Link between gender dysphoria and dissociation found

Here is an interesting study I just ran across from Collizi, Costa, and Toldarello, entitled “Dissociative symptoms in individuals with gender dysphoria: Is the elevated prevalence real?”, abstract pasted below:

This study evaluated dissociative symptomatology, childhood trauma and body uneasiness in 118 individuals with gender dysphoria, also evaluating dissociative symptoms in follow-up assessments after sex reassignment procedures were performed. We used both clinical interviews (Dissociative Disorders Interview Schedule) and self-reported scales (Dissociative Experiences Scale). A dissociative disorder of any kind seemed to be greatly prevalent (29.6%). Moreover, individuals with gender dysphoria had a high prevalence of lifetime major depressive episode (45.8%), suicide attempts (21.2%) and childhood trauma (45.8%), and all these conditions were more frequent in patients who fulfilled diagnostic criteria for any kind of dissociative disorder. Finally, when treated, patients reported lower dissociative symptoms. Results confirmed previous research about distress in gender dysphoria and improved mental health due to sex reassignment procedures. However, it resulted to be difficult to ascertain dissociation in the context of gender dysphoria, because of the similarities between the two conditions and the possible limited application of clinical instruments which do not provide an adequate differential diagnosis. Therefore, because the body uneasiness is common to dissociative experiences and gender dysphoria, the question is whether dissociation is to be seen not as an expression of pathological dissociative experiences but as a genuine feature of gender dysphoria.

Disclaimer: I have only read the abstract for this article and abstracts can be misleading sometimes, this is actually a problem with a lot of blog posts around these issues. I have since read the article

This article is interesting because it shows a link between dissociation and gender dysphoria and notes a link between the two. Further people with dissociative symptoms show more distress than those that do not. There is also a high rate of childhood abuse which is also seen in a few other studies. I consider my own dysphoria to be essentially dissociation and I wasn’t able to become truly embodied until I accepted my body as it is and let go of my cross-gender identity. Here is an article by twentythreetimes from the female detransitioner perspective.

This study showed a high amount of trauma, and even more so for the people with dissociative symptoms. Also this article showed that after treatment for gender dysphoria these patients showed lower levels of dissociation. This makes a lot of sense based on what I know about trauma.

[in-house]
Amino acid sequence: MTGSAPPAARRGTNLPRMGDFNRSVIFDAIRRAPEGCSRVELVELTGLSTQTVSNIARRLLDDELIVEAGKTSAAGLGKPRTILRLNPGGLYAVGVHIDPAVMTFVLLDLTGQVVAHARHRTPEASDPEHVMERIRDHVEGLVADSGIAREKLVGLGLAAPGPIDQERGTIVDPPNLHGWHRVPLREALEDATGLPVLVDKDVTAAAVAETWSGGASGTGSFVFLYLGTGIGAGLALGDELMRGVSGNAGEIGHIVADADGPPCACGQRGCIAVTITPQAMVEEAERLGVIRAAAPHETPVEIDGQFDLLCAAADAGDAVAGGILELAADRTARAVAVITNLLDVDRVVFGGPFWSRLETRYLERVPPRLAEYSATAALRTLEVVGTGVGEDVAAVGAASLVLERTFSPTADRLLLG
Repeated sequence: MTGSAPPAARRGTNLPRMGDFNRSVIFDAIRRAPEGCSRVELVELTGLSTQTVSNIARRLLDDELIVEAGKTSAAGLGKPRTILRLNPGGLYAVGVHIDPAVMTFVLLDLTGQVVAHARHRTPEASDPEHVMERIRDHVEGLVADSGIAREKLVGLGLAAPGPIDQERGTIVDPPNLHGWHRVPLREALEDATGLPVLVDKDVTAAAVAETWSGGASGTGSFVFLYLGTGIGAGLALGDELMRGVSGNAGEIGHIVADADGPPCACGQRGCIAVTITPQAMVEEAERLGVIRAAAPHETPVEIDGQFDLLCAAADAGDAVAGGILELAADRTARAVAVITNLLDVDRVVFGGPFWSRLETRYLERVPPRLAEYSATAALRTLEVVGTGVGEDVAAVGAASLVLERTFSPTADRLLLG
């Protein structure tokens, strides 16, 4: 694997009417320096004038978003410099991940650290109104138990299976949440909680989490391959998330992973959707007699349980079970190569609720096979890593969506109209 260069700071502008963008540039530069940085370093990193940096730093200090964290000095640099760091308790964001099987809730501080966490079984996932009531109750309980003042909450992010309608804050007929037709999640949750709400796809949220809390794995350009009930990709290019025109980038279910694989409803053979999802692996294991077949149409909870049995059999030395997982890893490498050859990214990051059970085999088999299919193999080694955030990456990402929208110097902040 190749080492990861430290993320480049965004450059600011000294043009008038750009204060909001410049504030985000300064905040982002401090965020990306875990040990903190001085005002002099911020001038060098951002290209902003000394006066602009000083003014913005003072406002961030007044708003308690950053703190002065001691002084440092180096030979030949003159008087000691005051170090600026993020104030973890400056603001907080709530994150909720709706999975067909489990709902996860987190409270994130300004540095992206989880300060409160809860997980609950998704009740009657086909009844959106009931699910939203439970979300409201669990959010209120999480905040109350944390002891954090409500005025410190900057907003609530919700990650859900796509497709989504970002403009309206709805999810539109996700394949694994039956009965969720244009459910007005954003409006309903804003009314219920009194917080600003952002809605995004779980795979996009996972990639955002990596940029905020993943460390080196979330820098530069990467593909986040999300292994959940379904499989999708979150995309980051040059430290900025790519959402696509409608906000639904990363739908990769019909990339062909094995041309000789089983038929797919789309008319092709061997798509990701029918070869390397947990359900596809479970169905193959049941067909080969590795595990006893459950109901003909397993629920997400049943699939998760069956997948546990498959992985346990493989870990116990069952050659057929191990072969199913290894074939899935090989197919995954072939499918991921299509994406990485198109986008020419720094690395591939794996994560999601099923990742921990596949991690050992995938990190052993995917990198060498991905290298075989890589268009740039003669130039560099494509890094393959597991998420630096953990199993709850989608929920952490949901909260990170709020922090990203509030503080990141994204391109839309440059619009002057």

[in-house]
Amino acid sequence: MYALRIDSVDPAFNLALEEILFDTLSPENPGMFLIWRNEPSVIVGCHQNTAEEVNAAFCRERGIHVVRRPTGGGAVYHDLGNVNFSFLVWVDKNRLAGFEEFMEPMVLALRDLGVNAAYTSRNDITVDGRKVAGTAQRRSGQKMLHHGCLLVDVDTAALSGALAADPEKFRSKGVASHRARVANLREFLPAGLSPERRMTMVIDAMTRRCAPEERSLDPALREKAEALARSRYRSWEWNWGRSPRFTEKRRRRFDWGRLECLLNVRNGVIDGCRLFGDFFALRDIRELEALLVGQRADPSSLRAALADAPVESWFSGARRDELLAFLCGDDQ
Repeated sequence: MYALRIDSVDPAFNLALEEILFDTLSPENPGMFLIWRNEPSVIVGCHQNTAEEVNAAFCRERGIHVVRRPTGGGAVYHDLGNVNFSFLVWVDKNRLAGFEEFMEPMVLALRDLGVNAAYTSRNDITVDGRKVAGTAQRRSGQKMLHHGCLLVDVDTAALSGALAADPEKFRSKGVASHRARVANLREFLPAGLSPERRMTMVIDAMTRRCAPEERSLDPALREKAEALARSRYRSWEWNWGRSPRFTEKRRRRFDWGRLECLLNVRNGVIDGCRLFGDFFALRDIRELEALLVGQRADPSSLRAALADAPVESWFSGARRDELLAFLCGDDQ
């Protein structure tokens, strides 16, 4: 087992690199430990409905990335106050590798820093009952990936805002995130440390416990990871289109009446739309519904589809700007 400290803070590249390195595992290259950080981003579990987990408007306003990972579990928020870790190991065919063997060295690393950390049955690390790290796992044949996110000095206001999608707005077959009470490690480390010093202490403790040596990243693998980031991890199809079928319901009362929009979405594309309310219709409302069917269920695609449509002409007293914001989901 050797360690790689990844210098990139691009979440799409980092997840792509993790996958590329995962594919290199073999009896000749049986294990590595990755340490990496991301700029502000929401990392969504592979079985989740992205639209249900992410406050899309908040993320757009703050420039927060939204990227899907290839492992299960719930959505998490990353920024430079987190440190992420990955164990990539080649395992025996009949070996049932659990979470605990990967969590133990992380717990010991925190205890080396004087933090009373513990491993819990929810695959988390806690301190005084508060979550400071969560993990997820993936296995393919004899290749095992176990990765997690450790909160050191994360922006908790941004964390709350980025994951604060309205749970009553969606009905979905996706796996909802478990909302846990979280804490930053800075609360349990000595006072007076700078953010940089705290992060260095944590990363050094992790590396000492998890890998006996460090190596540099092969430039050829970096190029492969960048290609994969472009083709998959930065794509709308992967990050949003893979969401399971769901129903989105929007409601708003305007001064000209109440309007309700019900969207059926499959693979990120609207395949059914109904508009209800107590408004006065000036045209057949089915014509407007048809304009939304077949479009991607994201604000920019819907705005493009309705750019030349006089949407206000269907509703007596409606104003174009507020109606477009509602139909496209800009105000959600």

Basically, in order to reduce the distress and symptoms caused by trauma is there are three things you can do, often in combination.

1) You can learn to cope with the symptoms and how to tolerate them better. You can learn mindfulness, and distress tolerance skills. You can learn to come back to your body quicker. You can learn not to panic about your symptoms causing distress on top of distress. This can help reduce the severity and intensity of the symptoms but will not eliminate them.

2) You can work on reducing / eliminating triggers. There are various ways to do this. There are behavioral techniques such as Exposure therapy and newer techniques like EMDR These are ways to alter or even eliminate the traumatic imprints make triggers effect one less or even not at all this. This can be a quick or lengthy process depending on the type and severity of the trauma.

3) You can avoid the triggers. Trauma is contextual. A person with trauma is usually not continuously in a traumatized state. They enter into the traumatized state in response to a trigger, which is a sight, sound or other environmental cue that holds an association to the original traumas then placing the person back in the place and time where it happened as if it is happening right now. If you can identify these triggers you might be able to avoid situations where they happen, however there is a significant cost for that in diminished aliveness.

In particular if the trauma is gendered, you might be able to avoid the context of trauma and the triggers by not seeing yourself or having others see you in that gender. In my own case my trauma was around it being unsafe to be a soft sensitive man, so I felt like I couldn’t be myself and be a man. I was perceived as an atypical woman when I was perceived as a woman too, but that was no problem because it didn’t trigger the context of the trauma. Of course I instantly felt unsafe if I was perceived as a man by others or even if I knew that people knew I was trans because that meant that I could really be a feminine man and hence in potential great danger. So transition did help me be more myself in that sense, however it came with significant costs as I was disconnected from my body and constantly stressed about people knowing if I was trans.

So it doesn’t surprise me at all that we see relief after transition. It is also important to note that 70% of the subjects studied did not have a dissociative condition and 55% did not have a childhood trauma history. Trauma is only part of the etiology of gender dysphoria, but I definitely think it is a large part for some.

This doesn’t mean that people with trauma shouldn’t transition, this doesn’t mean that those whose gender issues arise partially from trauma are somehow “less real” We should appreciate multiple factors of causality as is typical for most things in psychology.